Finally After 25 Years, Michael Taylor Executed in Missouri for the 1989 Kidnap, Rape & Murder of 15 Year Old Ann Harrison in Kansas City
IT’S ABOUT TIME … GOOD RIDDANCE TO BAD RUBBISH!
47 year old Michael Taylor was finally put to death and pronounced dead Wednesday, February 26, 2014 at 12: 10 a.m. at the state prison in Bonne Terre, Missouri. Taylor was executed for the 1989 rape and murder of 15 year old Ann Harrison, as the Kansas City teen waited for the school bus. 1989!!! Are you kidding that it took 25 years for the appeals process to run their course before this rapist/murder was given the death penalty? UNREAL! There is some thing serious wrong with a legal system that takes a quarter of a century to provide justice. Isn’t it amazing, sickening, that we have a system that is more concerned with how the convicted murderers die than the victim?
Om March 22, 1989 Michael Taylor and Roderick Nunley abducted Ann Harrison as she waited for the school bus in her driveway, pulled her into a stolen car, took her to a home, raped her and then fatally stabbed Harrison as she pleaded for her life. Roderick Nunley has also been sentenced to death.
A Missouri inmate was executed early Wednesday for abducting, raping and killing a Kansas City teenager as she waited for her school bus in 1989, marking the state’s fourth lethal injection in as many months.
Michael Taylor, 47, was pronounced dead at 12: 10 a.m. at the state prison in Bonne Terre. Federal courts and the governor had refused last-minute appeals from his attorneys, who argued that the execution drug purchased from a compounding pharmacy could have caused Taylor inhuman pain and suffering.
Taylor offered no final statement, though he mouthed silent words to his parents, clergymen and other relatives who witnessed his death. As the process began, he took two deep breaths before closing his eyes for the last time. There were no obvious signs of distress.
“Ann was a very loving, caring, innocent young girl. She loved her sports, she loved her music, most of all she loved her family,” her uncle Paul Harrison said.
With the killers still making headlines, the hurt is still there for the family.
“It just brings back a lot of bad memories. It’s also justice being served,” Paul said.
Of course Michael Taylor’s defense attorneys questioned the execution drug purchased from a compounding pharmacy that could have caused Taylor inhuman pain and suffering and looked for a stay. Thankfully, U.S. District Judge Beth Phillips and the Eighth U.S. Circuit Court of Appeals denied several petitions on Tuesday night for a last minute stay or further judicial review and fustice was finally served after 25 years. However, the best rebuttal to that ridiculous comment came from Pete Edlund, the retired Kansas City police detective who led the investigation into the teenager’s death who said, “Cruel and unusual punishment would be if we killed them the same way they killed Annie Harrison. Get a damn rope, string them up, put them in the gas chamber. Whatever it takes.”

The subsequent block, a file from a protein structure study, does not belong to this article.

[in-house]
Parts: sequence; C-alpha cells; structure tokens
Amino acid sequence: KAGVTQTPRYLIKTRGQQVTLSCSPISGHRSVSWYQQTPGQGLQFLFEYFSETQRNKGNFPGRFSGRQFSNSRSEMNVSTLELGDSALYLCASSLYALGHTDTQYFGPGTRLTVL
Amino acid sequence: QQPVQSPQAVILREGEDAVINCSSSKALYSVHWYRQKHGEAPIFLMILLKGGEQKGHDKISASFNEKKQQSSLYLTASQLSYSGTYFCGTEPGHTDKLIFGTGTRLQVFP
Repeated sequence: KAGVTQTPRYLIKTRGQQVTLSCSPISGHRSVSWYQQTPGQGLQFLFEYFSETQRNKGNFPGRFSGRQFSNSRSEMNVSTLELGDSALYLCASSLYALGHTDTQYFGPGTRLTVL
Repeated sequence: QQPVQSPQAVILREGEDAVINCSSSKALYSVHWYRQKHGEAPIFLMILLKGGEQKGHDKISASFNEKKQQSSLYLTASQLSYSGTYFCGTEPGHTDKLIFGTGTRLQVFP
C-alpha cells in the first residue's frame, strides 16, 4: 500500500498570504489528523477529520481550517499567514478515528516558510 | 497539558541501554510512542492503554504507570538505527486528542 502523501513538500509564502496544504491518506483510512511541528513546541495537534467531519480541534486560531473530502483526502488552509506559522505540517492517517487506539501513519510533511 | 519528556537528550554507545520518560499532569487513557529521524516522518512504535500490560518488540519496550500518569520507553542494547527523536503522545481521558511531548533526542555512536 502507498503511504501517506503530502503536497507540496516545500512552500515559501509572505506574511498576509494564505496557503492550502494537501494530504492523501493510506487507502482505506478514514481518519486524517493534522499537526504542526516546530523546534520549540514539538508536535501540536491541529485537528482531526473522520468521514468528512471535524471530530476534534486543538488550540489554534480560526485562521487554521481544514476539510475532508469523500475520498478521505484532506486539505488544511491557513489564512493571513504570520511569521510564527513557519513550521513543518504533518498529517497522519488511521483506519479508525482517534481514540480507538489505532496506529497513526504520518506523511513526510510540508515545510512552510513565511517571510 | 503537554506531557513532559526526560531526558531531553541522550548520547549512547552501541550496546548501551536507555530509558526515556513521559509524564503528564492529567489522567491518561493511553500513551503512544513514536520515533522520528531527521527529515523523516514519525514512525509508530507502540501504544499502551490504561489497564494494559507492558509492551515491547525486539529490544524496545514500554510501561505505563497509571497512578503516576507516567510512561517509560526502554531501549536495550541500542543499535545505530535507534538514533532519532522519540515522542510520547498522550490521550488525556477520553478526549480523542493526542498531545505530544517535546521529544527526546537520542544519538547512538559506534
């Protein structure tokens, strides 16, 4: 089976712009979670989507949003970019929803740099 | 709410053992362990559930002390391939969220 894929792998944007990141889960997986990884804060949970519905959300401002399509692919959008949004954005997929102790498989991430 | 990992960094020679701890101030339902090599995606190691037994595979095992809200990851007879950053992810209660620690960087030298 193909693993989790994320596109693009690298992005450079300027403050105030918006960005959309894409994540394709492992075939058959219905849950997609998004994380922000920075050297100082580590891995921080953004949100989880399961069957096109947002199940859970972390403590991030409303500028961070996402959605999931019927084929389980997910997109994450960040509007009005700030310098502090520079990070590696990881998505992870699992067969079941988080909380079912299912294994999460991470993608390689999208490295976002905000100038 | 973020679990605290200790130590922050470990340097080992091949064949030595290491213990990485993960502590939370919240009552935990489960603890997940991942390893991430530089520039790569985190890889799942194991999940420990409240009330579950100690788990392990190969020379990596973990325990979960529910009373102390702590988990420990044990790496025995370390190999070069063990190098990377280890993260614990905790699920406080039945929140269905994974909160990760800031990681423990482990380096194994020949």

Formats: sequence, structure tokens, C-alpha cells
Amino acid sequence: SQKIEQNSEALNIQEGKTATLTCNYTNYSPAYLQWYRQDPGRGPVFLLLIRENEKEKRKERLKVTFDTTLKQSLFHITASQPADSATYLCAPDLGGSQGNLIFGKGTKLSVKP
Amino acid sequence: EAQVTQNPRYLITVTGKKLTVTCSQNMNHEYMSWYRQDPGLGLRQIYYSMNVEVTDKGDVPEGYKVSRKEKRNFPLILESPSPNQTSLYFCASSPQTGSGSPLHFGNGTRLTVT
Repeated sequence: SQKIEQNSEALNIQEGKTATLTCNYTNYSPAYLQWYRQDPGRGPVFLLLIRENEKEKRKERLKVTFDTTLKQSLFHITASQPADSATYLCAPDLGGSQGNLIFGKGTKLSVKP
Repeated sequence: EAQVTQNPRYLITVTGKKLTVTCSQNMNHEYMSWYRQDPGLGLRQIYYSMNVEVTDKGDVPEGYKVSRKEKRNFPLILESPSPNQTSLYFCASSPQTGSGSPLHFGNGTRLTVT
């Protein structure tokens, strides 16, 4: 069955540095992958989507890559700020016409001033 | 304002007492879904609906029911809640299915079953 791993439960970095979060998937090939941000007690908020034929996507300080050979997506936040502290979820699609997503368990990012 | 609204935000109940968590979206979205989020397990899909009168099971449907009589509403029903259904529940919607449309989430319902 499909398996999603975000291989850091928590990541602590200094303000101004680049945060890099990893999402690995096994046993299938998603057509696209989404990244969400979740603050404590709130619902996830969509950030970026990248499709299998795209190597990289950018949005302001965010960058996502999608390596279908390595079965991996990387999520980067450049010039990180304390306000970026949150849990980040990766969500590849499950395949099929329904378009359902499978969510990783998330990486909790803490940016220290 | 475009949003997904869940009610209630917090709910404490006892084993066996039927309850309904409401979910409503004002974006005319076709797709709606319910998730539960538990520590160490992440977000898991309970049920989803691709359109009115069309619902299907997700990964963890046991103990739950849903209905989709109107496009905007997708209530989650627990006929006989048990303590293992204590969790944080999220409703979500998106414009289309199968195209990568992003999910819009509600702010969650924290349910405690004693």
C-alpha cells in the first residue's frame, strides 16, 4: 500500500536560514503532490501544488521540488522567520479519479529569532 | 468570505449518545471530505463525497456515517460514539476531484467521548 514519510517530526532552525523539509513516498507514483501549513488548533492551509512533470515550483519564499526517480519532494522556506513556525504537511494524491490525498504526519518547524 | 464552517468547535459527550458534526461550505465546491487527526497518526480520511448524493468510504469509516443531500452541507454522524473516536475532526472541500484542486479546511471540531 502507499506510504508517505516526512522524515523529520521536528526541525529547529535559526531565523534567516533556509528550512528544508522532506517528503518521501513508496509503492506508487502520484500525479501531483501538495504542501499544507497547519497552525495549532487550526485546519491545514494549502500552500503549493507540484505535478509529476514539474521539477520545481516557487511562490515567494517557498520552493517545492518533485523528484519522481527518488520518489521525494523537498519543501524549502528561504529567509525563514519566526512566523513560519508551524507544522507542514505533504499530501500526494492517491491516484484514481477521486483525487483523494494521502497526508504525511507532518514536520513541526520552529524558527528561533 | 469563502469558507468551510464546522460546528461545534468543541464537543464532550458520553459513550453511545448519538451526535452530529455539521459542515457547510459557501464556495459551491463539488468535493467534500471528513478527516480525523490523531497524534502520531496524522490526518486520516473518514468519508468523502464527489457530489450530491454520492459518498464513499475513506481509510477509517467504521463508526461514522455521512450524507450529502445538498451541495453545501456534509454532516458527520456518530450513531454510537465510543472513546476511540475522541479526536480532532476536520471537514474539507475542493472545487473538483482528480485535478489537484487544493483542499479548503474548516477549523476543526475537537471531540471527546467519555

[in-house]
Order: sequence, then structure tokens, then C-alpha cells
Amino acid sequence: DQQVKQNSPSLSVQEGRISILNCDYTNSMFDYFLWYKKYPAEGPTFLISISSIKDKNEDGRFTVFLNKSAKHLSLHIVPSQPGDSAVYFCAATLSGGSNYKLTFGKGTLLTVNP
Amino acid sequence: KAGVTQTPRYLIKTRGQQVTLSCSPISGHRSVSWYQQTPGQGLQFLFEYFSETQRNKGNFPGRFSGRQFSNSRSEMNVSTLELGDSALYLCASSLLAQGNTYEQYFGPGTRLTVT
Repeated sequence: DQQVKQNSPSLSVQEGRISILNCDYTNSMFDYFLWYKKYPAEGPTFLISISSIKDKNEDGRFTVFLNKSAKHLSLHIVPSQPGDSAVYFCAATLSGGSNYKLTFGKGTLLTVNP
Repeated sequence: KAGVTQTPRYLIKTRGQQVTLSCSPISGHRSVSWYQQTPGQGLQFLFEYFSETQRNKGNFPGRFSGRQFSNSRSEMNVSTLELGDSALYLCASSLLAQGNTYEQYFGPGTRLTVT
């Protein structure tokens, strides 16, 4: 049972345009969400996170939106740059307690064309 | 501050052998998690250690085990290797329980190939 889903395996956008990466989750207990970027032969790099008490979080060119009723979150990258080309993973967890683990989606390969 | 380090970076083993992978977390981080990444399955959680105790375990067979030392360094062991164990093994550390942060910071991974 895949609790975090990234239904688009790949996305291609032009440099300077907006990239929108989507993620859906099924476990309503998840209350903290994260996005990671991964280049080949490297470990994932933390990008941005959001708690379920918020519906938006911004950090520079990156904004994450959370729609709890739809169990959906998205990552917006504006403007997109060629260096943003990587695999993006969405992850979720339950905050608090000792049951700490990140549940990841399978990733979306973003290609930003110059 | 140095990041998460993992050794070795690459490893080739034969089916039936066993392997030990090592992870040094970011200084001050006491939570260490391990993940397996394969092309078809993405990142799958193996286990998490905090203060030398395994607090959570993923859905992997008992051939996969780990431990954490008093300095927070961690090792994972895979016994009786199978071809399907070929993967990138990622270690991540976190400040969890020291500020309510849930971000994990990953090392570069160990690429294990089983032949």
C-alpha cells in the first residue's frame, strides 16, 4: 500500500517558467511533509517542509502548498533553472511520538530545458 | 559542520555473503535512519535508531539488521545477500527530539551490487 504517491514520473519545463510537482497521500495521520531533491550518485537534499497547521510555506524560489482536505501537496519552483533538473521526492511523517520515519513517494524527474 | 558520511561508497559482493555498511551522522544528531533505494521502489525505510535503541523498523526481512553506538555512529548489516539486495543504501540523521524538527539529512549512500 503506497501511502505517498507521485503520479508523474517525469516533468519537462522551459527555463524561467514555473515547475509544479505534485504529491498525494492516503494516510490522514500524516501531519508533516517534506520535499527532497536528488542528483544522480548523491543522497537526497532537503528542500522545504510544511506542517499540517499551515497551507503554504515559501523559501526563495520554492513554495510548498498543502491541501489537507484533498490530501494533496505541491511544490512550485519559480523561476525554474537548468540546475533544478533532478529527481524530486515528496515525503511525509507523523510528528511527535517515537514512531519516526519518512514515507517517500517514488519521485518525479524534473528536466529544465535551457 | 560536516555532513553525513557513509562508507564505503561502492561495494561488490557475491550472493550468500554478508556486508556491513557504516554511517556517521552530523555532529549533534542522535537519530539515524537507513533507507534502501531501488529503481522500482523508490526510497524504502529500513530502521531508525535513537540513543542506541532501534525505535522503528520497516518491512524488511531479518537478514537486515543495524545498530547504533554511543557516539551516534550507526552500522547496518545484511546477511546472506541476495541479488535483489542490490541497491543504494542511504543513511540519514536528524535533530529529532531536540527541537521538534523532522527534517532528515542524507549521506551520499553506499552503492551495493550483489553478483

The rest of the city may remember her as the girl kidnapped from in front of her house while waiting for the school bus.
But to her friends, who have grown into women with careers and children of their own, she is forever in their thoughts as that smiling, pretty, brown-haired girl who loved softball and music.
“Ann deserves to be remembered for the wonderful spirit that she was, and continues to be, for her family, friends and community,” said Tina Thomasee.
Next month, on the anniversary of her death, friends are planning a ceremony to commemorate her life.
Barrett and Ann shared classes. They played on the same softball team, coached by Ann’s father, and they were bandmates. Ann played the flute, and Barrett wonders if Ann would have pursued a career in music.
“She loved playing the flute,” Barrett said. “She was really good.”
Ann’s death was a life-altering event for Barrett and other children who knew her.
“It just wasn’t in my realm of possibility at that age,” she said.
Previously, they rode their bikes around the neighborhood and walked everywhere without worry.
“After that, no more,” she said. “It changed the way I think of the world.”